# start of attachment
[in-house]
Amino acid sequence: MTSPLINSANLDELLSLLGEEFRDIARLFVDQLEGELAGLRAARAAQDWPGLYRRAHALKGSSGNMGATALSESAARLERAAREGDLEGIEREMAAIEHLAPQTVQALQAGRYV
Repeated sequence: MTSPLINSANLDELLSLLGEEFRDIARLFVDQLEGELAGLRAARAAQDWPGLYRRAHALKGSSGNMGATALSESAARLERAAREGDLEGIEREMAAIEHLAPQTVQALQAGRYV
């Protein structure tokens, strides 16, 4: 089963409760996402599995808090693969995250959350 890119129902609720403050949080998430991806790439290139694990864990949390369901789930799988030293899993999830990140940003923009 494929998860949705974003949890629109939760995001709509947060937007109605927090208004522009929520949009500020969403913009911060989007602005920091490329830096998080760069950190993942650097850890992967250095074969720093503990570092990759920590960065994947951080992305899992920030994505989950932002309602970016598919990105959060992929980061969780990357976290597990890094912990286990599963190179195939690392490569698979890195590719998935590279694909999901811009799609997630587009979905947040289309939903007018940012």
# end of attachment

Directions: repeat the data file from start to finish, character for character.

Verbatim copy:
[in-house]
Amino acid sequence: MTSPLINSANLDELLSLLGEEFRDIARLFVDQLEGELAGLRAARAAQDWPGLYRRAHALKGSSGNMGATALSESAARLERAAREGDLEGIEREMAAIEHLAPQTVQALQAGRYV
Repeated sequence: MTSPLINSANLDELLSLLGEEFRDIARLFVDQLEGELAGLRAARAAQDWPGLYRRAHALKGSSGNMGATALSESAARLERAAREGDLEGIEREMAAIEHLAPQTVQALQAGRYV
């Protein structure tokens, strides 16, 4: 089963409760996402599995808090693969995250959350 890119129902609720403050949080998430991806790439290139694990864990949390369901789930799988030293899993999830990140940003923009 494929998860949705974003949890629109939760995001709509947060937007109605927090208004522009929520949009500020969403913009911060989007602005920091490329830096998080760069950190993942650097850890992967250095074969720093503990570092990759920590960065994947951080992305899992920030994505989950932002309602970016598919990105959060992929980061969780990357976290597990890094912990286990599963190179195939690392490569698979890195590719998935590279694909999901811009799609997630587009979905947040289309939903007018940012």